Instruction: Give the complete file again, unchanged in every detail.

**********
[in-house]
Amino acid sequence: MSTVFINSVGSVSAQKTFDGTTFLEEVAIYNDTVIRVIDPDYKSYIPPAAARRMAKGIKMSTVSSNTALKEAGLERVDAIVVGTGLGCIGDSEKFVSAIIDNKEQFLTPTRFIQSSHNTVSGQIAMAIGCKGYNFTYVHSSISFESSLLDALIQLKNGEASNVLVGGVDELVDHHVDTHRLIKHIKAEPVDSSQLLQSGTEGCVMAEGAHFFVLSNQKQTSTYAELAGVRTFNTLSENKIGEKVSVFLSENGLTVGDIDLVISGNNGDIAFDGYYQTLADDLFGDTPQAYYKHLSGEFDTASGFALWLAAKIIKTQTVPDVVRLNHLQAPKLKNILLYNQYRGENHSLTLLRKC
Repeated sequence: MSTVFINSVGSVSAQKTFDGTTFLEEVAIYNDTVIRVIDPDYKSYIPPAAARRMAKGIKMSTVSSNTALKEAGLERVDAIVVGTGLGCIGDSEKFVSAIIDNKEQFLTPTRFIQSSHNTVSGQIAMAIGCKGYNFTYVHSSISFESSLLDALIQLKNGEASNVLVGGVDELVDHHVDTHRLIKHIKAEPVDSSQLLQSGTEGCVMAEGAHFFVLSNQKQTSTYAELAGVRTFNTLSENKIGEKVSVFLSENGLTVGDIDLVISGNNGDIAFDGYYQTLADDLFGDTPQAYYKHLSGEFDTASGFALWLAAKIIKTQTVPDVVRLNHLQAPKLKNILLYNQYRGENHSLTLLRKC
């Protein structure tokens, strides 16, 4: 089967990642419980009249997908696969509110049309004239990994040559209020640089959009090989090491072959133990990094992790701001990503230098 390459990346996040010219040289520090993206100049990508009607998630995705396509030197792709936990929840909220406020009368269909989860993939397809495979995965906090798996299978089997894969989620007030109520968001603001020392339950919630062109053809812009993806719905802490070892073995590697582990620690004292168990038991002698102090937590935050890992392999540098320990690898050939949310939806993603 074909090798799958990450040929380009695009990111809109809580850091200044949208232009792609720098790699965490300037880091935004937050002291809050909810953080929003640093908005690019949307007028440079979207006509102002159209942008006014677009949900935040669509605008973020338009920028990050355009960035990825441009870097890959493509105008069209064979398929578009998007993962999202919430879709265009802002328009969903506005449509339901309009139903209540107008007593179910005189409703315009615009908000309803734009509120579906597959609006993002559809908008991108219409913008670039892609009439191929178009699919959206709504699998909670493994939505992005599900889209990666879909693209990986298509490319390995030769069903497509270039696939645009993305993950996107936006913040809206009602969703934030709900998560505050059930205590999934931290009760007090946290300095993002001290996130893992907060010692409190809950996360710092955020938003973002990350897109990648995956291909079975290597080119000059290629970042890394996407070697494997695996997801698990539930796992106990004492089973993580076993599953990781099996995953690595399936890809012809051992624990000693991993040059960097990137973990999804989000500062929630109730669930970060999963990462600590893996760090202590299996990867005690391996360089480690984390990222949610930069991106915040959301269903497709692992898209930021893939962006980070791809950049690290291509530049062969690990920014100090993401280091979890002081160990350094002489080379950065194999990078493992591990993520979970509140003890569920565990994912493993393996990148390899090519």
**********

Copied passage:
[in-house]
Amino acid sequence: MSTVFINSVGSVSAQKTFDGTTFLEEVAIYNDTVIRVIDPDYKSYIPPAAARRMAKGIKMSTVSSNTALKEAGLERVDAIVVGTGLGCIGDSEKFVSAIIDNKEQFLTPTRFIQSSHNTVSGQIAMAIGCKGYNFTYVHSSISFESSLLDALIQLKNGEASNVLVGGVDELVDHHVDTHRLIKHIKAEPVDSSQLLQSGTEGCVMAEGAHFFVLSNQKQTSTYAELAGVRTFNTLSENKIGEKVSVFLSENGLTVGDIDLVISGNNGDIAFDGYYQTLADDLFGDTPQAYYKHLSGEFDTASGFALWLAAKIIKTQTVPDVVRLNHLQAPKLKNILLYNQYRGENHSLTLLRKC
Repeated sequence: MSTVFINSVGSVSAQKTFDGTTFLEEVAIYNDTVIRVIDPDYKSYIPPAAARRMAKGIKMSTVSSNTALKEAGLERVDAIVVGTGLGCIGDSEKFVSAIIDNKEQFLTPTRFIQSSHNTVSGQIAMAIGCKGYNFTYVHSSISFESSLLDALIQLKNGEASNVLVGGVDELVDHHVDTHRLIKHIKAEPVDSSQLLQSGTEGCVMAEGAHFFVLSNQKQTSTYAELAGVRTFNTLSENKIGEKVSVFLSENGLTVGDIDLVISGNNGDIAFDGYYQTLADDLFGDTPQAYYKHLSGEFDTASGFALWLAAKIIKTQTVPDVVRLNHLQAPKLKNILLYNQYRGENHSLTLLRKC
């Protein structure tokens, strides 16, 4: 089967990642419980009249997908696969509110049309004239990994040559209020640089959009090989090491072959133990990094992790701001990503230098 390459990346996040010219040289520090993206100049990508009607998630995705396509030197792709936990929840909220406020009368269909989860993939397809495979995965906090798996299978089997894969989620007030109520968001603001020392339950919630062109053809812009993806719905802490070892073995590697582990620690004292168990038991002698102090937590935050890992392999540098320990690898050939949310939806993603 074909090798799958990450040929380009695009990111809109809580850091200044949208232009792609720098790699965490300037880091935004937050002291809050909810953080929003640093908005690019949307007028440079979207006509102002159209942008006014677009949900935040669509605008973020338009920028990050355009960035990825441009870097890959493509105008069209064979398929578009998007993962999202919430879709265009802002328009969903506005449509339901309009139903209540107008007593179910005189409703315009615009908000309803734009509120579906597959609006993002559809908008991108219409913008670039892609009439191929178009699919959206709504699998909670493994939505992005599900889209990666879909693209990986298509490319390995030769069903497509270039696939645009993305993950996107936006913040809206009602969703934030709900998560505050059930205590999934931290009760007090946290300095993002001290996130893992907060010692409190809950996360710092955020938003973002990350897109990648995956291909079975290597080119000059290629970042890394996407070697494997695996997801698990539930796992106990004492089973993580076993599953990781099996995953690595399936890809012809051992624990000693991993040059960097990137973990999804989000500062929630109730669930970060999963990462600590893996760090202590299996990867005690391996360089480690984390990222949610930069991106915040959301269903497709692992898209930021893939962006980070791809950049690290291509530049062969690990920014100090993401280091979890002081160990350094002489080379950065194999990078493992591990993520979970509140003890569920565990994912493993393996990148390899090519």